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Long time ago, in the land of Asese yoorun , there lived an Oba , Oba Bojuri. He was a warrior Oba and very powerful. The land prospered during his reign and his subjects loved him. But he had one weakness…
As was the custom, Ifa was consulted regularly to know if there were any unforeseen problems and the sacrifices to offer to avoid such problems. Fagbemi, the land’s Ifa priest, was summoned to the palace to do the consultation. Oba Bojuri and some of his chiefs were present. Fagbemi brought out his divination articles: opon Ifa, iyere-osun
and opele, spread iyere-osun on opon Ifa and chanted: ’Ifa olookun , the wisest of all deities. He who knows all, we come to you. Illuminate what is hidden from us mortals.’ Fagbemi threw the opele on the opon Ifa, hesitated, spread the opele with his right hand and sighed. ‘Hmm. What is revealed is disturbing kabiesi ,’ he said. ‘Words cannot be so big to cut it with a knife. Tell us what you see’, Oba Bojuri said. ‘Ifa says a strange woman will come to the land and cause your death, kabiesi,’ Fagbemi said. ‘Strange woman? My death’? Oba Bojuri asked. ‘Yes kabiesi. Ifa says you should offer a sacrifice of a ram and plenty of kola nuts to avert this calamity.’ Oba Bojuri smiled superciliously and said: ‘Fagbeemii, what can a woman do to a king like me’? He continued: ‘Have you forgotten so soon my days as a fearsome warrior. Who could dare me? ... ‘But kabiesi…’ No buts Fagbemi. You may leave.’ Fagbemi packed his things, bowed in respect to Oba Bojuri and left. Hmm…
Not long after, a woman came to the land. What a beauty! Moderate height, hazel eyes, fair-complexioned, sonorous voice… She was a head turner. As custom demanded, she went to the king’s palace to pay homage.
‘Who are you’? Asked Oba Bojuri.
‘My name is Arewa and I’m a trader’, she replied. On her knees, head bowed.
‘Look up. Where do you intend to stay’? Do you have a friend here’?
‘No, my king. I don’t have a place for now’?
‘You stay in my palace then.’...
They got married. Arewa and Oba Bojuri became inseparable; she became the favourite of his oloris . She was indulged; Oba Bojuri gave her whatever she wanted. One afternoon, in the Oba’s chamber, she told her husband she wanted only meat as her meals thenceforth. She had become kolokolo. The flesh eater! Oba Bojuri said she could take from any animals in the palace. Who dared complain?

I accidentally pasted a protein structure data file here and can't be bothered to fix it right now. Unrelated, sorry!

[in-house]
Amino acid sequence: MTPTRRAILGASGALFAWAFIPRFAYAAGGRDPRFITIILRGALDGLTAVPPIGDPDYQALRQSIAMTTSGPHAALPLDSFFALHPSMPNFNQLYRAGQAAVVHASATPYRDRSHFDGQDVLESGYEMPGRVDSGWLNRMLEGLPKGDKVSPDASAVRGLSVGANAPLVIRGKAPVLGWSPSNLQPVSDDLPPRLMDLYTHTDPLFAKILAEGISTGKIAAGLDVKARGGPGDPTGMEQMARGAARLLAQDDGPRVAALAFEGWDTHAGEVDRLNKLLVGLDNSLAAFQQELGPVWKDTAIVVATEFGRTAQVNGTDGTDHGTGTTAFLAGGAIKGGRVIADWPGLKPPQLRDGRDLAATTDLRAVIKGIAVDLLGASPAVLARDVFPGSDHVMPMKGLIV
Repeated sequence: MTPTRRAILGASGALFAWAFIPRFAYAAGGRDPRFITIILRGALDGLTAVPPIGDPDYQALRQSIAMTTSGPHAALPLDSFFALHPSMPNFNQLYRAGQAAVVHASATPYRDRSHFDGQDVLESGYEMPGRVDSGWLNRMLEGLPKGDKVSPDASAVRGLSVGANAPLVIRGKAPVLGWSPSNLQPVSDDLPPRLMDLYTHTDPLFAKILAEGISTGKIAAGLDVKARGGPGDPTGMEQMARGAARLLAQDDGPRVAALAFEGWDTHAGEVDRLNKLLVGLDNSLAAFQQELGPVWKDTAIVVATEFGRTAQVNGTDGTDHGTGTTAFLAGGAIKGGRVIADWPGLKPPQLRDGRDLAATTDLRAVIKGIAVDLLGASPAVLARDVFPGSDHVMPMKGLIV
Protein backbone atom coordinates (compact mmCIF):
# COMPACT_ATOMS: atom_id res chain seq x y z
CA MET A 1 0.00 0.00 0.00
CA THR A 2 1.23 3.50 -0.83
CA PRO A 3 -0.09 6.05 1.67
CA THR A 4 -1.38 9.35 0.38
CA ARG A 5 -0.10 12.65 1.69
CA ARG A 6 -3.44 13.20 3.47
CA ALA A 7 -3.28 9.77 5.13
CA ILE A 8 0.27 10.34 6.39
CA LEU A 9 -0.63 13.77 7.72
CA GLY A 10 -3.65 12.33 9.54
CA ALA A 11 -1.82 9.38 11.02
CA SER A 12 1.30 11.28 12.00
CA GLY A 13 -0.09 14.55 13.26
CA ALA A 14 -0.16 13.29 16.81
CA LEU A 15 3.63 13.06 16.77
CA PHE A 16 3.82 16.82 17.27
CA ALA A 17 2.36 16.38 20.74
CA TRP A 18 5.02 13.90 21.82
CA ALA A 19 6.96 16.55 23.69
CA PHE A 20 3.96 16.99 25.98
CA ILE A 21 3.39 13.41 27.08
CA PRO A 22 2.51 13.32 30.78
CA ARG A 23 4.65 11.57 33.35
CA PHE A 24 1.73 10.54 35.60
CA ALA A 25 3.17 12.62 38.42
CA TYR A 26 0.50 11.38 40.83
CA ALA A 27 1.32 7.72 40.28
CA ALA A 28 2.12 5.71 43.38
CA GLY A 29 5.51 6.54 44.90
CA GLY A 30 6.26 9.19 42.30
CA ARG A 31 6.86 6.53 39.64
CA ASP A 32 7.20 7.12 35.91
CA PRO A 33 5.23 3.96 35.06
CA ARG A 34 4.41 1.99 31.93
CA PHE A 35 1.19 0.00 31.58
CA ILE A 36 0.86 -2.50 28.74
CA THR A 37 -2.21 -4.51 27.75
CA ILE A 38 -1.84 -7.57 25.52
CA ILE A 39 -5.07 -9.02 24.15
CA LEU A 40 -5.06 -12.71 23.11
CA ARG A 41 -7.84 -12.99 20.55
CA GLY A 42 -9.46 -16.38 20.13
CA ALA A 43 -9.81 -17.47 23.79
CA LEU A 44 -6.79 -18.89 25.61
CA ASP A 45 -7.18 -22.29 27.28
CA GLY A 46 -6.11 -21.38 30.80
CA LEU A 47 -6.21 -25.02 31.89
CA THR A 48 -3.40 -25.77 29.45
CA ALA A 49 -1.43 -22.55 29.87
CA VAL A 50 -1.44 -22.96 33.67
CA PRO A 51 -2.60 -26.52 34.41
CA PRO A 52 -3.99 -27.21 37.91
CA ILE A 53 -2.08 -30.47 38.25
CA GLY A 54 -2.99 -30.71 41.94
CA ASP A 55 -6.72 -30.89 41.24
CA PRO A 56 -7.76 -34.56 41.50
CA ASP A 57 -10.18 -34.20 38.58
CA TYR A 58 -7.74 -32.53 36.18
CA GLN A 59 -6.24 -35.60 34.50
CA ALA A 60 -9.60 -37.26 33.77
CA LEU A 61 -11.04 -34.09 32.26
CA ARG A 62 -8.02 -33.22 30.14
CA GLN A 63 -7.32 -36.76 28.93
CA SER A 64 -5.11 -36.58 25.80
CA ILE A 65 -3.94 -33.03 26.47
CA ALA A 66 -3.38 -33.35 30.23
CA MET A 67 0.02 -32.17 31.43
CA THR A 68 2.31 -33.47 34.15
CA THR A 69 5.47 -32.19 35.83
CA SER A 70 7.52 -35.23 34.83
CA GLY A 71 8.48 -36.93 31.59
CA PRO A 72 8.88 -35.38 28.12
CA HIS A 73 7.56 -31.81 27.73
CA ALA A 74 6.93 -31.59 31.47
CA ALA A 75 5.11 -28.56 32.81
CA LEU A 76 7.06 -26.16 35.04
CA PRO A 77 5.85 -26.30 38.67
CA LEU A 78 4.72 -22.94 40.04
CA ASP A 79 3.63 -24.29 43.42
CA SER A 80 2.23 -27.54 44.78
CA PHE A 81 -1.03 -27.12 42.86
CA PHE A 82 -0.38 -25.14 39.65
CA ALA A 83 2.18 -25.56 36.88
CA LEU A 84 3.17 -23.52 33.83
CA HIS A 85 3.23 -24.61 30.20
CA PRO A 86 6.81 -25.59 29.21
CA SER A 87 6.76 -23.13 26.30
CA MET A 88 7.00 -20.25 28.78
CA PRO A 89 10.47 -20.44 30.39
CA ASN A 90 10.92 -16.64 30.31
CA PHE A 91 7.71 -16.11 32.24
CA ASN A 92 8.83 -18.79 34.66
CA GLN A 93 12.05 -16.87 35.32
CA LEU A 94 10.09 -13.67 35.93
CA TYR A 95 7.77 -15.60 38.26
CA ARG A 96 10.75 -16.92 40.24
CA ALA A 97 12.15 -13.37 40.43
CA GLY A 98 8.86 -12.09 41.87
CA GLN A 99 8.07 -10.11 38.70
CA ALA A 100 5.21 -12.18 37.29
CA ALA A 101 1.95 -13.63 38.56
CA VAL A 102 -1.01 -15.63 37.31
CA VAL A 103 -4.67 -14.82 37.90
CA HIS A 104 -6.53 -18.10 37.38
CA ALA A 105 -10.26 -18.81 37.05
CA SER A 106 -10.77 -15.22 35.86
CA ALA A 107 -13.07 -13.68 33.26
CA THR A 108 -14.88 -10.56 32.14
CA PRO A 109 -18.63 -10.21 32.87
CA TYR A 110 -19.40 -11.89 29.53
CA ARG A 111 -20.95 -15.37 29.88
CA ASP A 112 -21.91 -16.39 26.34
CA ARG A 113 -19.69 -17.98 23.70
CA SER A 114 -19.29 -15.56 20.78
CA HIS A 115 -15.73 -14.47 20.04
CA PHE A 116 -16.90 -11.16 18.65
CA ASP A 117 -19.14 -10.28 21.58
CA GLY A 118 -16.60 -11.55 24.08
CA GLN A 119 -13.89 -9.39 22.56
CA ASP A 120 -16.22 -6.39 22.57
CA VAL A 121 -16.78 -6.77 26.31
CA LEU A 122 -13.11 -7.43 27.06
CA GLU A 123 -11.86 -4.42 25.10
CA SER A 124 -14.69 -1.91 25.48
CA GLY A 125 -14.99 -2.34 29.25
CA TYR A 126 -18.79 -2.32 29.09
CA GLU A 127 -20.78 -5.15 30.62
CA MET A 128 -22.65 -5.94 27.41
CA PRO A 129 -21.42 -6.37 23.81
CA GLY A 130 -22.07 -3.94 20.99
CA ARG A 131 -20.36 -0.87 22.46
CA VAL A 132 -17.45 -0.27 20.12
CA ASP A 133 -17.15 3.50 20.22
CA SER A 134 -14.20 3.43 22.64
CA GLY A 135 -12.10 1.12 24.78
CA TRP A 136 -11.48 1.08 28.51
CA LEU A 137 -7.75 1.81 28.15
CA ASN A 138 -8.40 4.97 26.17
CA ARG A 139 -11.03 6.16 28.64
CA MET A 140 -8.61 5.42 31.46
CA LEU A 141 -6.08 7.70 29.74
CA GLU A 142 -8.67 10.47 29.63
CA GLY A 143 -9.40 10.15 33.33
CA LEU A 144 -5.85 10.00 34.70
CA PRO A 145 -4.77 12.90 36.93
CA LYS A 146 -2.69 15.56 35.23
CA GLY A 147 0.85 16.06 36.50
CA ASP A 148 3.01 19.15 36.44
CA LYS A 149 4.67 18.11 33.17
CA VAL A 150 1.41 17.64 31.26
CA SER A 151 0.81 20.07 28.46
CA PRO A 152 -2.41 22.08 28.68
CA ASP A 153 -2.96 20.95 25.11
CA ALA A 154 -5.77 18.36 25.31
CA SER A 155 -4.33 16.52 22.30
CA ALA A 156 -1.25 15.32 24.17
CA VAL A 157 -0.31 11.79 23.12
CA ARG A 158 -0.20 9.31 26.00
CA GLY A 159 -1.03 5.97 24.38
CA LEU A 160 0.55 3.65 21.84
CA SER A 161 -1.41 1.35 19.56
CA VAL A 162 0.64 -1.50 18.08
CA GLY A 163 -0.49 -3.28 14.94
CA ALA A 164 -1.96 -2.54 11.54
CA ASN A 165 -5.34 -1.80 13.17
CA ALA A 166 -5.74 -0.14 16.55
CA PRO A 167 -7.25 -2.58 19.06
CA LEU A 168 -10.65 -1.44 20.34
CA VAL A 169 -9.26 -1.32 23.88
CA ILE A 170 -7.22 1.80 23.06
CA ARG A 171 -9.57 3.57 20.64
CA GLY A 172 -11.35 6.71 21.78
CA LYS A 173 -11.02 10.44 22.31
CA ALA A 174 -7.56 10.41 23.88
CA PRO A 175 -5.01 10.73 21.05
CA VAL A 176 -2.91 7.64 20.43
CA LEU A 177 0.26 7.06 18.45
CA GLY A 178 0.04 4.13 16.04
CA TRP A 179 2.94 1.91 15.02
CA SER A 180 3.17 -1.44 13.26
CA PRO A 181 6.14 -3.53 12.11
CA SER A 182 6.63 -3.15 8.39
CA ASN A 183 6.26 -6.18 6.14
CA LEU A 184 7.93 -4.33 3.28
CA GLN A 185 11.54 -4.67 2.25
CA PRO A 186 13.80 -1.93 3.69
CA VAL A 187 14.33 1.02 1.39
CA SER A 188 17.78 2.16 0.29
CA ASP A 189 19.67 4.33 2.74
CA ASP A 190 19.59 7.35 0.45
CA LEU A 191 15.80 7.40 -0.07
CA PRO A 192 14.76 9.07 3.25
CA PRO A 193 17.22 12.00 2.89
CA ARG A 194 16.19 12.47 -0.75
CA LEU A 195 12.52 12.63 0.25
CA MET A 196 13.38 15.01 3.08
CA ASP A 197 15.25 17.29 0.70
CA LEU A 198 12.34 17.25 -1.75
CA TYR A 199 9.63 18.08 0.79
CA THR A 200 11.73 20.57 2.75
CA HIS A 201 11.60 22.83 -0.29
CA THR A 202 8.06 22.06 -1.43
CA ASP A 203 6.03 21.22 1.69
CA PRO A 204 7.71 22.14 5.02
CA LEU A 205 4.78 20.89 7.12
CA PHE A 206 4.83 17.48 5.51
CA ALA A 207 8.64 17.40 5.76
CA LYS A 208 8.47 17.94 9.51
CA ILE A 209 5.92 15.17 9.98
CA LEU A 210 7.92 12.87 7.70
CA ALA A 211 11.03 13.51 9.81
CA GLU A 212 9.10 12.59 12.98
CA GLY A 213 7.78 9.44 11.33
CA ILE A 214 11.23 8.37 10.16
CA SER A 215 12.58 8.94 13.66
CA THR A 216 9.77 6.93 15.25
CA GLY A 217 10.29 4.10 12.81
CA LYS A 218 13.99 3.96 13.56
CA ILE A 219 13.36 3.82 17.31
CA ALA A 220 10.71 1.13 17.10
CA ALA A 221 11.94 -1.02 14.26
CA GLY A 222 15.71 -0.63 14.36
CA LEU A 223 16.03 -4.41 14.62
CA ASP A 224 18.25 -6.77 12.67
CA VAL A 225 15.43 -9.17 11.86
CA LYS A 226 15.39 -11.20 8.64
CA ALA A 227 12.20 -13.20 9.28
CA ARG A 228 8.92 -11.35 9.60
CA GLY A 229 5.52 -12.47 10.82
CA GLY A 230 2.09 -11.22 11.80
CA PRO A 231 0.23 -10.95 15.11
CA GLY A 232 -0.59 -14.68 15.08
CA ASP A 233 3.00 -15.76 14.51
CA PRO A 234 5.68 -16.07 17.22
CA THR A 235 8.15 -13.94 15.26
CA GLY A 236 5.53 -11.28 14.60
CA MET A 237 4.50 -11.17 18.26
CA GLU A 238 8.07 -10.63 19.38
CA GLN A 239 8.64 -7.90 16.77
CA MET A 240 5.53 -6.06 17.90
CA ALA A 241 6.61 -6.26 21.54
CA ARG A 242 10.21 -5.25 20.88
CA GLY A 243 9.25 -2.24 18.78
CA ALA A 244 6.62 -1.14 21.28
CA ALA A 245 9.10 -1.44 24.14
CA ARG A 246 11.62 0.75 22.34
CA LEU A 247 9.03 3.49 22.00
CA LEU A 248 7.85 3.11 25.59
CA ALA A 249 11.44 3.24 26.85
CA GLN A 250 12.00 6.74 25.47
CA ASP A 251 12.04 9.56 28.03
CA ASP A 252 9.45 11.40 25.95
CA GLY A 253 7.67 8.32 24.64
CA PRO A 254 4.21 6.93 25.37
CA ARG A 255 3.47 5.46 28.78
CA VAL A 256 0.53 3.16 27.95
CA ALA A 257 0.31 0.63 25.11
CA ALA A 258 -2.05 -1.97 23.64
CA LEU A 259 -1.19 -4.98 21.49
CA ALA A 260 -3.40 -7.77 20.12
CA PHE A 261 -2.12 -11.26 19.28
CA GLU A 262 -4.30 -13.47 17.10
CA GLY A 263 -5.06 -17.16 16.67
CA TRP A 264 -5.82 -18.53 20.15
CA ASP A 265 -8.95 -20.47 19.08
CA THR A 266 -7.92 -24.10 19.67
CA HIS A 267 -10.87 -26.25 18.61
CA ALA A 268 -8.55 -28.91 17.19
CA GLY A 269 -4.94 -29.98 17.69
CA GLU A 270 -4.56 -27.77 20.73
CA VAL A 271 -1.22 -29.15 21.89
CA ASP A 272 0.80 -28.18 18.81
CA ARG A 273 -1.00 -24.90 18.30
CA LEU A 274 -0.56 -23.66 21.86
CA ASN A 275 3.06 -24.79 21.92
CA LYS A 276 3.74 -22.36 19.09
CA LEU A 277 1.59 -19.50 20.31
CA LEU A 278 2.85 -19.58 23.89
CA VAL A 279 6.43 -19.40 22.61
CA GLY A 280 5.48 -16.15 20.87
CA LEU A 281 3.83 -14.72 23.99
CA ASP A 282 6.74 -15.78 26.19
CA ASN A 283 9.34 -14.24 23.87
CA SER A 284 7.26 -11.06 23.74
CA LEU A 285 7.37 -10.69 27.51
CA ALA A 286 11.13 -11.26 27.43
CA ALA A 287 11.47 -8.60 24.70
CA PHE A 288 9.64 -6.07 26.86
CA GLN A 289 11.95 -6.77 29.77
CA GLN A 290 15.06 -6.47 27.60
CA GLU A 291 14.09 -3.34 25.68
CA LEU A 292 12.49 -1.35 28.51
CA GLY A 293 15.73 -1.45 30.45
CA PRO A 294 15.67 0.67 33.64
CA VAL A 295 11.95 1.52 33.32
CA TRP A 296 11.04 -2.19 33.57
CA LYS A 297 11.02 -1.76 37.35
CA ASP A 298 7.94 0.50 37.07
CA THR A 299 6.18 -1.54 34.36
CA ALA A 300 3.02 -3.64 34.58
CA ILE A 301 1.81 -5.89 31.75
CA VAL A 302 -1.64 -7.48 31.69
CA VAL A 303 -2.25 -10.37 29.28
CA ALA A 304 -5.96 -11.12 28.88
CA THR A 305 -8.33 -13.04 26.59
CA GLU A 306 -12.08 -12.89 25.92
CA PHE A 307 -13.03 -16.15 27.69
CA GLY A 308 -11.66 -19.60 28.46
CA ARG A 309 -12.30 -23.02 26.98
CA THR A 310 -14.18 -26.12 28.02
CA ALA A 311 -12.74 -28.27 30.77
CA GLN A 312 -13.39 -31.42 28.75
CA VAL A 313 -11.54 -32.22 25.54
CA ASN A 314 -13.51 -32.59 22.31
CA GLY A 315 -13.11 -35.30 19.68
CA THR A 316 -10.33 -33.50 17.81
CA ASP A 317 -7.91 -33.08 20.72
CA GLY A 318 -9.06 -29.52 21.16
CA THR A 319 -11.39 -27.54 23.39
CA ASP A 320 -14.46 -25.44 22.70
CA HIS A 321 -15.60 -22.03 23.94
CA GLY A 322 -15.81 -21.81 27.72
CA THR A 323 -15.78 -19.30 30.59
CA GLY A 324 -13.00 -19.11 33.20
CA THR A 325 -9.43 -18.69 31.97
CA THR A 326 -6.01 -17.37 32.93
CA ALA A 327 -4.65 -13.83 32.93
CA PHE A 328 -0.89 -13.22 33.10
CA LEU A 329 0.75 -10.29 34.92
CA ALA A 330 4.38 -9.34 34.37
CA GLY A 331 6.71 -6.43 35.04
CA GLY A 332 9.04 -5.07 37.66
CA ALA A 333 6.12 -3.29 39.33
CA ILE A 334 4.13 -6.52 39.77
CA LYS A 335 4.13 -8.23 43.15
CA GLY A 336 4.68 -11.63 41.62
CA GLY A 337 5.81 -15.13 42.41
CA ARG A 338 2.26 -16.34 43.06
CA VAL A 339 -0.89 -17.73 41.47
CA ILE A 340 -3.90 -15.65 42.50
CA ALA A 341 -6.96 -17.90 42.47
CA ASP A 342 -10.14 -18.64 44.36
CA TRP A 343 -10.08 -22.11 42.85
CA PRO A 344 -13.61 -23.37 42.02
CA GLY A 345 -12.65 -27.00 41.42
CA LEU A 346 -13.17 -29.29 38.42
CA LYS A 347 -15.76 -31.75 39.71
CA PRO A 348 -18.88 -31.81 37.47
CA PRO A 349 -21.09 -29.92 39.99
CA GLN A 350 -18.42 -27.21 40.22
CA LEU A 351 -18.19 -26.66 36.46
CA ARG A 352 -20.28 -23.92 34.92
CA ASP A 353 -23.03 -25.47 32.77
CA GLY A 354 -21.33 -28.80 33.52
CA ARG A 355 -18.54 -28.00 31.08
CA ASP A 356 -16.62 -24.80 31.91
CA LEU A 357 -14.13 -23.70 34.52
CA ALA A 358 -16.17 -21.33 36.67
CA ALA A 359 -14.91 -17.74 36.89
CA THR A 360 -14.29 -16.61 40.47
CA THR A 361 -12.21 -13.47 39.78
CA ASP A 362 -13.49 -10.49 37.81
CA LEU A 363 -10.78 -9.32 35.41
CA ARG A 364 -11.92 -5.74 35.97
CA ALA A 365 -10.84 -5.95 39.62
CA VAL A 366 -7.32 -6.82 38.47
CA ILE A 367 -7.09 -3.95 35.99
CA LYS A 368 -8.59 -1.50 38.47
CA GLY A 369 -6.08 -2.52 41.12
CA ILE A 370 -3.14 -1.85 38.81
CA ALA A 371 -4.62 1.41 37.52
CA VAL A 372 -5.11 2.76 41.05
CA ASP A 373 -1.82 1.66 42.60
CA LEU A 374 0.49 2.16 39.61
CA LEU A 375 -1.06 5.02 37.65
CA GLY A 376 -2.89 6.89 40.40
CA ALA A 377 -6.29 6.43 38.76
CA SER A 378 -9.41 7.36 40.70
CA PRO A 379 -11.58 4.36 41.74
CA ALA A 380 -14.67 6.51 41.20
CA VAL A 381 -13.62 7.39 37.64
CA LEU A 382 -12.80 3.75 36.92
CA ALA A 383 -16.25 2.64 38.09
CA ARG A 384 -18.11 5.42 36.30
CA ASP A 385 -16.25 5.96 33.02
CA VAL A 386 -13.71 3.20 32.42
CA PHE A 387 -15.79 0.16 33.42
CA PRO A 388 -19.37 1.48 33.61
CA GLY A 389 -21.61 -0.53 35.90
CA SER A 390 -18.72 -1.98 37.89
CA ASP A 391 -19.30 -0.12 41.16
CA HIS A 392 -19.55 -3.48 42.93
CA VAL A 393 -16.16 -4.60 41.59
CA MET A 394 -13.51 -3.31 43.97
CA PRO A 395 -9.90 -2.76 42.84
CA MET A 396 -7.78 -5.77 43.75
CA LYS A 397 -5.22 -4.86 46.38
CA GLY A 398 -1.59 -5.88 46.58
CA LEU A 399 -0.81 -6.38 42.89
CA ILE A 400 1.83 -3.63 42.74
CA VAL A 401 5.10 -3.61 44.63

When she finished all the animals in the palace, Oba Bojuri spent so many cowries buying goats for her meals without complaints till there was a large hole in his pocket. He was ruined! What could he do…’What can I do’, he thought. He had to satisfy her…
There was news that a leopard had been killing the goats in the land. Fear swept through the land. All efforts to protect their goats failed. The case was taken to Oba Bojuri who decreed that the land’s powerful hunters should form a vigilante group to patrol the land every night. Hmm…goats were still missing! Something drastic had to be done. Patrol was intensified until one night…the moon was dim…
There was a goat tied to a tree in the market square; a bait. The hunters hid…they waited… the moon was dim…something approached…the hunters stifled their breaths… dane guns at the ready. It pounced! What? The leopard! The goat shrilled and…Boom! Boom! There were gunshots, the leopard shrieked in pain and fell. As the hunters approached it, it stood and ran leaving a trail of blood behind it.
The hunters followed the blood; it led them to the palace. The sky was bright when they got there and they saw people gathered round something, wailing. What could it be? The leopard of course! The hunters thought. Paga! What they saw was heart-rending! It was half-human half-beast. Half-Oba Bojuri half-leopard! Breathing painfully, the half-human half-beast said he had been using charms to change to a leopard to hunt animals for Arewa. He continued: ‘My people, this is what arrogance and fornication had done to me. Learn from me.’ His breath stopped. What a shame! They looked for Arewa. She had run away.
It is said that a dog that would get lost would not hear the hunter’s whistle.